Recently, there has been a decline in the consumption of indigenous vegetables in Papua New Guinea, with an increasing consumer preference for imported foods such as tinned meats, rice, flour, and tinned fish; particularly in middle-to-high income households in urban communities. This study into the challenges and opportunities for indigenous vegetable consumption in Papua New Guinea found that factors relating to increasing urbanisation and land pressure such as: physical access to land to grow or collect indigenous vegetables, cultural perceptions, loss of knowledge in growing and cooking indigenous vegetables, changes in life style, introduction of new vegetables, and the loss of natural habitats containing wild food resources were all contributors to the decline in cultivation and consumption. However, the study also found a rise in consumption of indigenous vegetables among low income urban families, and identified several opportunity points for the promotion of indigenous vegetables such as; potential health benefits, cheaper prices, availability, and association with custom and tradition. Practices associated with ethnic food are at the core of indigenous cultures and are considered to be the most resilient of all habits in an acculturation context, and could prove to be an important aspect in fostering an emotional connection with indigenous vegetables for consumers.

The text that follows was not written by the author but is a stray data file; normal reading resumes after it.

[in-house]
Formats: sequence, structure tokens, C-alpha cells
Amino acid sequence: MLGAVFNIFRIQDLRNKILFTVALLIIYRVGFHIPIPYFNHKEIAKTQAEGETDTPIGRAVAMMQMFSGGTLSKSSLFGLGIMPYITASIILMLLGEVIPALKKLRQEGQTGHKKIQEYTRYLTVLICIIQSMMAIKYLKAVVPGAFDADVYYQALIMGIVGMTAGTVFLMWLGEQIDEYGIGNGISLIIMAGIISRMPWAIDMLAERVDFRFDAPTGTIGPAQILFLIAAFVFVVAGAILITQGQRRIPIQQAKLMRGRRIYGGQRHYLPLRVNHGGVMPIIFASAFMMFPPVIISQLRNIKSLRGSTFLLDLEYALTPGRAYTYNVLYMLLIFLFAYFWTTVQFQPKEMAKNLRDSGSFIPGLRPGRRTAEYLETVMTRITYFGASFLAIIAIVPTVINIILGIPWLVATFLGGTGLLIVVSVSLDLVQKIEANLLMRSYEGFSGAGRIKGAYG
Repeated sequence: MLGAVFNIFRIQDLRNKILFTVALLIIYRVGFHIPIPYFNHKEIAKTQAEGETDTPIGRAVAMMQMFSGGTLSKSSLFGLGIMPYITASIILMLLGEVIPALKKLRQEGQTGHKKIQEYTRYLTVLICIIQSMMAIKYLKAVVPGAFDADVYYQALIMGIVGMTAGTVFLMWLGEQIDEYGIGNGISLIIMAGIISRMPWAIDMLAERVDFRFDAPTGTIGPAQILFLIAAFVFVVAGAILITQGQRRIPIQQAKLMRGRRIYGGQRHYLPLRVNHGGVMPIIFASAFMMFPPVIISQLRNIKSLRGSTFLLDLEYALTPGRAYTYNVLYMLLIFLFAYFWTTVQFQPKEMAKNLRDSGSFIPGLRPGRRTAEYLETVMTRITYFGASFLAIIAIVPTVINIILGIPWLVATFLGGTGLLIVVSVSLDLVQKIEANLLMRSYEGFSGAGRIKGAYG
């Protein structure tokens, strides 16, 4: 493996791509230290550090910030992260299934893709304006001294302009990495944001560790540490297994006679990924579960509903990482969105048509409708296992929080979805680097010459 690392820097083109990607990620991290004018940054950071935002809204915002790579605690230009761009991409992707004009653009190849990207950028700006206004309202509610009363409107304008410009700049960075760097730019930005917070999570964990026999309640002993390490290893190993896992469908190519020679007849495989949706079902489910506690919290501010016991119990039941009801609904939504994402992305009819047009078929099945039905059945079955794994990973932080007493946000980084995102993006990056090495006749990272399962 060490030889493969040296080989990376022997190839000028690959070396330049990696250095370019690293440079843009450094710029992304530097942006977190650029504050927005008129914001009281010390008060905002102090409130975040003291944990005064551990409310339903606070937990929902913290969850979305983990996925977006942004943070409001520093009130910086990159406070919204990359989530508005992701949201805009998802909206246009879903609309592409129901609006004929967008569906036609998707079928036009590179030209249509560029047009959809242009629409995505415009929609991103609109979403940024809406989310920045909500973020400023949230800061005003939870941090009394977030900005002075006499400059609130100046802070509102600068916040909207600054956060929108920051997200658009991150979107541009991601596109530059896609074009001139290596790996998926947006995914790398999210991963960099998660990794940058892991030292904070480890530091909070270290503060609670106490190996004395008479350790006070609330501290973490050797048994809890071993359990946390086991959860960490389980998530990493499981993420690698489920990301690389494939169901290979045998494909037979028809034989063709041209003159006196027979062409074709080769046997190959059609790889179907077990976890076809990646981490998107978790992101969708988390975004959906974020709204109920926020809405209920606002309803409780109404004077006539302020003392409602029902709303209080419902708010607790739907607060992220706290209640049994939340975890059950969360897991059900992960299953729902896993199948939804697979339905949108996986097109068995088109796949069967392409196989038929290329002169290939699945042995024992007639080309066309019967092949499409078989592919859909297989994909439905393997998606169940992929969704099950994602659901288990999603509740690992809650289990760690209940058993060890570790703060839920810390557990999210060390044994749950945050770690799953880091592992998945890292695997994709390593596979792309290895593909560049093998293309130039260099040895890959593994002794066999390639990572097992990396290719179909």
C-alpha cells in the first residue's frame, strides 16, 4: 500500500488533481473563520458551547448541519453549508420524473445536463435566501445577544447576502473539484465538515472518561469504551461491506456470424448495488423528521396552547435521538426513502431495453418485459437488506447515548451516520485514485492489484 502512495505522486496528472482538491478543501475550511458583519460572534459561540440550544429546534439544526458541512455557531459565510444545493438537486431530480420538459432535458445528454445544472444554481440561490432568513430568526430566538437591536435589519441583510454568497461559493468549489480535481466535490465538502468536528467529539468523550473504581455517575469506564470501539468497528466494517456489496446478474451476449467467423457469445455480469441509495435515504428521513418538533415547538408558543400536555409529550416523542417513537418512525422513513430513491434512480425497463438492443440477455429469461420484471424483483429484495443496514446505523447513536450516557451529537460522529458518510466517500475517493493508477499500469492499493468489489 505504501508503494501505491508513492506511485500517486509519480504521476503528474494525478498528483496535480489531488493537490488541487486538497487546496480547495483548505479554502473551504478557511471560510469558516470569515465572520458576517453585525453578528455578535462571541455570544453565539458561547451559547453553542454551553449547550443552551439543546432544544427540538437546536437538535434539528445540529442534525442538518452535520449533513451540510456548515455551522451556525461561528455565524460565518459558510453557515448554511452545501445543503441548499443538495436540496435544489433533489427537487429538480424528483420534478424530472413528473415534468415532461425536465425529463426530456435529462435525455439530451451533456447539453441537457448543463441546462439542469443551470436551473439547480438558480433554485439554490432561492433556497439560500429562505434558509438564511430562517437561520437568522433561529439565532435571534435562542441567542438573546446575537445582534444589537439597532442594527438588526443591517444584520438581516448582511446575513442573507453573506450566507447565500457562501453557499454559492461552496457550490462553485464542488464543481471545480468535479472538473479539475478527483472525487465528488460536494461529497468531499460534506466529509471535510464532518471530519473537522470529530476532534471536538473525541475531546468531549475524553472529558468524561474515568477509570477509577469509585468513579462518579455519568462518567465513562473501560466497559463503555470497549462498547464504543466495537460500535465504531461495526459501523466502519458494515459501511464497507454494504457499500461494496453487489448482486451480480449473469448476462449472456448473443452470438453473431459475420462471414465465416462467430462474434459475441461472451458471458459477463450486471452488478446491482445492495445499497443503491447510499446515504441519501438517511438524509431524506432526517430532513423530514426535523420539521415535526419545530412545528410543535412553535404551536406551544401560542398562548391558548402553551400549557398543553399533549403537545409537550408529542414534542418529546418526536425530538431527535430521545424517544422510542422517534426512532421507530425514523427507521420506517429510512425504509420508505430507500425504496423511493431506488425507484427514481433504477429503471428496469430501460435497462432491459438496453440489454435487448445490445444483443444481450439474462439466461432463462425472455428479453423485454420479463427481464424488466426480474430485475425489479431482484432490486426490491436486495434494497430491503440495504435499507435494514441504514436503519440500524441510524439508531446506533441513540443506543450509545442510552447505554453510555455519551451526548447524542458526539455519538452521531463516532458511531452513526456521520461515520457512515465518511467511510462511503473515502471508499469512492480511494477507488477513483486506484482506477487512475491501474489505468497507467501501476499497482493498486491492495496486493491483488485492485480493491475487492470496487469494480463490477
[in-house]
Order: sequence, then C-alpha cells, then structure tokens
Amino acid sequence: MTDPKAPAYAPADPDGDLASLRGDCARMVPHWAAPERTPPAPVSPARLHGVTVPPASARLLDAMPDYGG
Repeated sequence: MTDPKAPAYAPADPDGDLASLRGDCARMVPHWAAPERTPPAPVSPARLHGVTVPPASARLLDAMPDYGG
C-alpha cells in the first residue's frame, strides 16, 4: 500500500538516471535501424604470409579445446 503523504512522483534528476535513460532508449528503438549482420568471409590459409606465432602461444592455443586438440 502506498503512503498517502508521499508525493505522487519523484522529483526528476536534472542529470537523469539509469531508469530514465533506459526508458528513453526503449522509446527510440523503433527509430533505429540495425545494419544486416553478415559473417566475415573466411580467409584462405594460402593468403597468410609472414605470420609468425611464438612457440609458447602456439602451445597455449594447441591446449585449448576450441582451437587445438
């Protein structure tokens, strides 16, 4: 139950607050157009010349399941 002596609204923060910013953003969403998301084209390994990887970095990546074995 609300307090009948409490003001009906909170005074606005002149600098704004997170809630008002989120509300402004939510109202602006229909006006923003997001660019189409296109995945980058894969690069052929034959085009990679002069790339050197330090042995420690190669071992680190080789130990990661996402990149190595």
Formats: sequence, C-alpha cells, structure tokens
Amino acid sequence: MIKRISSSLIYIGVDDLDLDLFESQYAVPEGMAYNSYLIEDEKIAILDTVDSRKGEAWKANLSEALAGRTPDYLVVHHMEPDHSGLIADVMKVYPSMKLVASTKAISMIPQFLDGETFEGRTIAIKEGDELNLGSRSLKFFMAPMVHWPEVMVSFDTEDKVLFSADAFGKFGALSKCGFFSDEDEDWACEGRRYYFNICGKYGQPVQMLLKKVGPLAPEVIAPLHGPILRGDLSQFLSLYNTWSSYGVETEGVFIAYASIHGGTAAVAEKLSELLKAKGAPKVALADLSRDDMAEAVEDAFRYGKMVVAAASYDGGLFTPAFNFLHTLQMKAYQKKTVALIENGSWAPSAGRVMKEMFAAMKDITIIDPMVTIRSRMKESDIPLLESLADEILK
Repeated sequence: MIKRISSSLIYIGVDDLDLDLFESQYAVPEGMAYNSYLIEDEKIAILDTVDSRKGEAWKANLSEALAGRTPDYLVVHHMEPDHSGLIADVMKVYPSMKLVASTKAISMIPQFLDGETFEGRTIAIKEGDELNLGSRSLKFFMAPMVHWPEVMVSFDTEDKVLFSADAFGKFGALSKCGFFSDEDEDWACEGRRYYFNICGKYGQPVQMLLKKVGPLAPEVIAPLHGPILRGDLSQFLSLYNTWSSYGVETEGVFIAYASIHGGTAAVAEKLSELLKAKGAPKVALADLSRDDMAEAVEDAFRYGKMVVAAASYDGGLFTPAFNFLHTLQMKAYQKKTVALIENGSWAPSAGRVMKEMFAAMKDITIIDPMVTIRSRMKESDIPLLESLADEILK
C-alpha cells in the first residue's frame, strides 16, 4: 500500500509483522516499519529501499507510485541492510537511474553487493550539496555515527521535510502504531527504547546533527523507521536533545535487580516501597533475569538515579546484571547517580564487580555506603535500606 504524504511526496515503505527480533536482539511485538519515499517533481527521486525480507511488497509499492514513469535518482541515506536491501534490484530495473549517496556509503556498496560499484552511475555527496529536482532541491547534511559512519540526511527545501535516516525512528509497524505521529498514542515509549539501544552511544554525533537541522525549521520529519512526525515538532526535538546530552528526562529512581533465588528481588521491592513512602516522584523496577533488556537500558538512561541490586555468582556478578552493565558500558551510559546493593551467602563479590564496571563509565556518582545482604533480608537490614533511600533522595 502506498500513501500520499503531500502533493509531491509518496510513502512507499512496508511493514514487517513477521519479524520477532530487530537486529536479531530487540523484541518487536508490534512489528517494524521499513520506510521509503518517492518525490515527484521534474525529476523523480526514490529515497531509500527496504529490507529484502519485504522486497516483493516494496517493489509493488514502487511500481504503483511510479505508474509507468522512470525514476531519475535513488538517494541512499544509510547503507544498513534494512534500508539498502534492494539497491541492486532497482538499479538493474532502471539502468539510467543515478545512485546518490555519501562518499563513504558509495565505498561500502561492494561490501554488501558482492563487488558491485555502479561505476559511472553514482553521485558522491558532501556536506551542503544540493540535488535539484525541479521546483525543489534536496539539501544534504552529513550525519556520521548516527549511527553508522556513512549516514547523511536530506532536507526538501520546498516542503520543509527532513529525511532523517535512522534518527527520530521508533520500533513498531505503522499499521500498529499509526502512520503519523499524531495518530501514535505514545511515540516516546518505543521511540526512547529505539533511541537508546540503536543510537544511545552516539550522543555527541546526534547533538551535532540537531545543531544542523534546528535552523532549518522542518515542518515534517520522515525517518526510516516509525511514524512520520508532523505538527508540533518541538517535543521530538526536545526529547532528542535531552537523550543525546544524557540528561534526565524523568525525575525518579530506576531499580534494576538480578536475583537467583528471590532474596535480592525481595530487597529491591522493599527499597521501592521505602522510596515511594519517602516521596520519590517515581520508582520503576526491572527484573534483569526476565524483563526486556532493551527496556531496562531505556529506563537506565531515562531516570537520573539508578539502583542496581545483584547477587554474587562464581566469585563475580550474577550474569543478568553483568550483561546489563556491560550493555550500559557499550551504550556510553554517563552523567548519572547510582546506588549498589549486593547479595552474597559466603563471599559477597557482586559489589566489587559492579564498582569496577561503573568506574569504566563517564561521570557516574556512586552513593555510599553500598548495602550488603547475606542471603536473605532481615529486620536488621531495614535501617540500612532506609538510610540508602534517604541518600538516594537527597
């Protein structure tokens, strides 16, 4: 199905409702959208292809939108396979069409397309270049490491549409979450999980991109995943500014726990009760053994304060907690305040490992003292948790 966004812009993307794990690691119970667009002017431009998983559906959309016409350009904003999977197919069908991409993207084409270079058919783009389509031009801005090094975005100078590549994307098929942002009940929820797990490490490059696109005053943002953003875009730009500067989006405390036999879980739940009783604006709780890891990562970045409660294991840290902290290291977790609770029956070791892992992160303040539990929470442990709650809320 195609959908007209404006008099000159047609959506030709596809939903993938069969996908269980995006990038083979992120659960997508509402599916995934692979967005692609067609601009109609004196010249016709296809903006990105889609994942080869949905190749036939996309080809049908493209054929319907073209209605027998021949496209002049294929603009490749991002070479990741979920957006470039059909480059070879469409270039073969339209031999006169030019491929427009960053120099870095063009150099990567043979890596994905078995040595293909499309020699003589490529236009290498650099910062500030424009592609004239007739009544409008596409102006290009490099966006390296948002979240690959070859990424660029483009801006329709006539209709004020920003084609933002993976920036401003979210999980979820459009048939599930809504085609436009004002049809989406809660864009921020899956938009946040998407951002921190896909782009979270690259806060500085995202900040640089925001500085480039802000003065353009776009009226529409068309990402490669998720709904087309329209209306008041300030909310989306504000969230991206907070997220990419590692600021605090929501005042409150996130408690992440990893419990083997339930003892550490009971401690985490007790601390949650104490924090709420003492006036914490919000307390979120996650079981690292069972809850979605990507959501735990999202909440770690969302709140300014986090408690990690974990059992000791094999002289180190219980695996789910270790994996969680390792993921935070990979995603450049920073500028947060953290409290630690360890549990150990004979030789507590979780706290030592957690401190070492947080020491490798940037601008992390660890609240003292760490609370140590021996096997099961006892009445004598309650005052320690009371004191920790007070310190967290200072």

Paul, T., Omot, N., Linibi, M., Myers, B., & Palaniappan, G. (2015). Urbanisation and the decline in consumption and production of indigenous vegetables in Papua New Guinea. Acta Horticulturae, 1102_30, 245-252. https://doi.org/10.17660/ActaHortic.2015.1102.30